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Lincoln County Historical Association to offer summer archaeology class

Submitted by on May 22, 2012 – 8:38 pm

The stone cellar is all that is left of the Ramsour house.


The Lincoln County Historical Association will host two archaeology camps in June at the John Ramsour House on River Road just west of Lincolnton. The first camp kicks off June 11-15 with a second camp following the next week. Camps run daily from 9 am – 1 pm.


A stone cellar is all that is left of the Ramsour house which once stood on the site just east of the South Fork of the Catawba River.

It is probably part of the foundation of an “old red painted mansion,” held together with hand-forged nails and built by John Ramsour, Esq (1766-1844), son of David Ramsour (1732-1785) and grandson of the pioneer, Diedrick Ramsour.

David, who was given the land by this father in 1772, had built a log house nearby which had an interior stone chimney and a seven-foot-long fireplace, all traces of which have disappeared.

John’s red frame house was later destroyed by his grandson, Thomas j. Ramsour, who built another frame on this foundation.

Thomas’ second house still stands to the east.


A 2008 visit to the site was very helpful in understanding the use of the property in the past.  Most of the artifacts recovered to this point are from surface collection and correspond to the Late Woodland to Mississippian Period (1200 to 1700 A.D.) occupation period by Native Americans in area.  The ceramic types found were able to be identified are all coarse earthenwares with decorations including rectilinear complicated stamp, curvilinear complicated stamped, corncob impressed, cord marked, incised, and burnished plain.  In addition, several pieces consisted of folded rims typically known as fillet strip rims and they were seen with reed punctuations.  The site looks to be a large village occupation site due to the amount and large size of pieces that have been collected at this point from the surface.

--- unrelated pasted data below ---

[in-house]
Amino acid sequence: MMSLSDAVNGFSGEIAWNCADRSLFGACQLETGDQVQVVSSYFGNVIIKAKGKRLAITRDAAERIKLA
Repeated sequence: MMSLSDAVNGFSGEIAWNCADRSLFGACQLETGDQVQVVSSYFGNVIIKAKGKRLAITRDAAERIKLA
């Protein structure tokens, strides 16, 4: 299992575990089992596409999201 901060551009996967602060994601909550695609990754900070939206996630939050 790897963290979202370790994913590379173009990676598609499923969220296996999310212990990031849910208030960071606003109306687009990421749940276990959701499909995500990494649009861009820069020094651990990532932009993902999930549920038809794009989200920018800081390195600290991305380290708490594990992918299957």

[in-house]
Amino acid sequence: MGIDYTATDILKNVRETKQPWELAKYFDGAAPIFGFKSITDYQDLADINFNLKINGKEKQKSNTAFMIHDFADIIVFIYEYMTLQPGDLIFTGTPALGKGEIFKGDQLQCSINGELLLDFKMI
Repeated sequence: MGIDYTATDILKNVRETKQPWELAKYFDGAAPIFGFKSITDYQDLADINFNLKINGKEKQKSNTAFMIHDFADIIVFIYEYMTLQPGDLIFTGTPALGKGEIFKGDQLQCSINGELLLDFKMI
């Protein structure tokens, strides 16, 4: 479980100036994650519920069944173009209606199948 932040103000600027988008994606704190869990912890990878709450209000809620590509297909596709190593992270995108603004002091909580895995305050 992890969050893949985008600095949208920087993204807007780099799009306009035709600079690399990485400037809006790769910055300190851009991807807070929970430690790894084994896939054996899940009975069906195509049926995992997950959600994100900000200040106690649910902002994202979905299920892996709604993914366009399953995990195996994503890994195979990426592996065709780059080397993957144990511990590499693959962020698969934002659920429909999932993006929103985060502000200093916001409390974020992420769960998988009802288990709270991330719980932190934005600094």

In addition to the artifacts we observed, many more have also been collected over the years in the floodplain area that suggest a multi-component site.  This means that the artifacts relate to several possible occupational periods dating as far back as the Archaic Period (8,000 to 1,000 B.C.), the Woodland Period (1,000 BC to 1600 AD), and up to the Historic Contact Period when the Mississippian people were thriving.



Learn about the history of Lincoln County through the eyes of an archaeologist. This is a hands-on camp focusing on archaeology in the field and the techniques used by archaeologists during excavation. Methods and techniques taught include grid and unit placement, excavation, artifact recovery, and processing of recovered artifacts at a local historic farmstead in Lincoln County. The property has a long history of occupation dating back to the Native Americans, the German settlers in the 18th century, and to the present. Each session is $65, which included snacks, equipment and activities and lasts a full week. Please contact the Lincoln County Historical Association at (704) 748-9090 to register.

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